Lesson

Ensure that privatization agreements for the management of toll lanes retain the right for the public agency to improve upon or build transportation facilities that may potentially compete with the privatized toll lanes.

Experience from California’s State Route 91 value -priced express lanes.


December 2000
Orange County,California,United States


Background (Show)

Lesson Learned

An increasingly common approach for state Departments of Transportation that are faced with budgetary shortfalls is to award contracts to the private sector for the provision of transportation services. Public-private partnerships may serve the public but it is important that incentives for the private sector do not limit the ability of the responsible public agency to address changing traffic conditions. This issue is particularly relevant for long-term contracts because traffic conditions change over time. The experience in the State of California, which had awarded a service contract to a corporation for the operation of the value-priced express lanes on State Route 91 (SR 91), provides a set of key lessons learned for privatization projects, as follows:
  • Ensure that the contractual arrangement preserves the ability of the state DOT to expand upon, improve or build transportation facilities that may be perceived as competing with the privatized toll roads. The contract between Caltrans and the company that managed the express toll lanes on SR 91 restricted the ability of Caltrans to build or improve competing transportation facilities. This restriction became increasingly detrimental to the public interest as congestion levels built up over the course of the contract. Because conditions will change, it is important that non-compete clauses or clauses requiring the public agency to pay “just compensation” for a competing facility do not restrict the public agency’s ability to improve the transportation network to meet increasing or changing demand.
  • Provide transparency during the decision-making process to privatize and include public vetting of the private sector proposals. The public image of the company operating the SR 91 express toll lanes was negatively affected by the perception that the company raised tolls unjustifiably and held a monopoly over transportation projects. Over time, public approval decreased significantly as more and more reports emerged alleging the firm did not properly disclose performance and financial information. To address public concern over fairness, the contractual agreement should strive to balance the right of the public to have access to financial information while also protecting company interests in proprietary information.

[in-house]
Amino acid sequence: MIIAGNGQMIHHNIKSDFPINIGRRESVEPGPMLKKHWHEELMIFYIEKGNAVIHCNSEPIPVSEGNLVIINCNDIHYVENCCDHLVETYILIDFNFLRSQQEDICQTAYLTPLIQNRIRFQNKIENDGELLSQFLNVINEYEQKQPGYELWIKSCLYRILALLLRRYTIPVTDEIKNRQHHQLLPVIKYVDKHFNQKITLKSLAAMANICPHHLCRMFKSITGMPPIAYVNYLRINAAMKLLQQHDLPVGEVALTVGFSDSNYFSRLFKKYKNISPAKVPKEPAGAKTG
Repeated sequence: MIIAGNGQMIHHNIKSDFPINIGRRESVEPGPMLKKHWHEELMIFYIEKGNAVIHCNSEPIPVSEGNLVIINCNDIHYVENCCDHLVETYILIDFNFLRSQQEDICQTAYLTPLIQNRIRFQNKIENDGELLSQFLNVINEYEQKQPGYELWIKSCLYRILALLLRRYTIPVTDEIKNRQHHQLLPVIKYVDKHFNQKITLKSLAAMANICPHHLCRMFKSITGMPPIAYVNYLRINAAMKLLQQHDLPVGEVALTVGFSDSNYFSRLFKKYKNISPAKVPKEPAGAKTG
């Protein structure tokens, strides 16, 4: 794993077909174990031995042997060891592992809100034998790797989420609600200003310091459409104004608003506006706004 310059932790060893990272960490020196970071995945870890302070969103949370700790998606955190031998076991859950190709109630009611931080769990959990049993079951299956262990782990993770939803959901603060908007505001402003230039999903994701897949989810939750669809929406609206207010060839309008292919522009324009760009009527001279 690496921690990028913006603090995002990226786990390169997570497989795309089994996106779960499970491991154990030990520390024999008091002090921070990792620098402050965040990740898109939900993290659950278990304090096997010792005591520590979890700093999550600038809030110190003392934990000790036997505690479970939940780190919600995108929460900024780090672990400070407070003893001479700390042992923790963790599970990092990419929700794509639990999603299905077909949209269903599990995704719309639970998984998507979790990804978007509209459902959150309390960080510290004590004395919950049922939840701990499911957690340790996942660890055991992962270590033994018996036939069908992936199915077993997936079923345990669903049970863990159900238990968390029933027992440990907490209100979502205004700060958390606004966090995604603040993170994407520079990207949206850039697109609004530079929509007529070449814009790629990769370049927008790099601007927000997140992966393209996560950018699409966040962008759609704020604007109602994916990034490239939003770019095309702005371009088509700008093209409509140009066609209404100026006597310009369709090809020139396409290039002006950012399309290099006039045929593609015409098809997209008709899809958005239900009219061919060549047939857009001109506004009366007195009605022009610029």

• Require that private-public partnerships adhere to state-of-the-art safety standards on toll roads. The contractual arrangement must require that the private sector entity adhere to the highest safety standards for toll lane operations. Over the course of the SR 91 project, reports emerged alleging that the safety of the toll lanes had been compromised for the sake of profit. An evaluation study revealed that these allegations harmed the initially high level of public approval for the facility, demonstrating that private operators must strive to live up to the public’s expectation for traffic safety and meet the highest safety standards.
Caltran’s experience in privatizing the SR 91 express toll lanes provides an important lesson for agencies considering their own privatization projects. It is important to note that the SR 91 project reduced congestion and more and more motorists demonstrated a willingness to use the toll lanes. However, the project created longer term problems that are partly attributed to the contractual agreement between the public and private partners. This experience demonstrates that public agencies entering into public-private partnerships should protect the public’s interest by retaining the ability to improve or build competing facilities, practicing full disclosure of financials, and ensuring that the managing firm prioritize safety concerns over profit considerations. These steps support the nation's mobility and safety goals on toll lanes.


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Source

Continuation Study to Evaluate the Impacts of the SR 91 Value-Priced Express Lanes: Final Report

Author: Edward Sullivan, Department of Civil and Environmental Engineering, Applied Research and Development Facility - Cal Poly State University

Published By: State of California Department of Transportation - Traffic Operations Program - HOV Systems Branch

Source Date: December 2000

URL: http://ops.fhwa.dot.gov/tolling_pricing/value_pricing/pubs_reports/projectreports/sr91_expresslanes.htm

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Notes

Lesson of the Month for September, 2009 !


Lesson ID: 2009-00478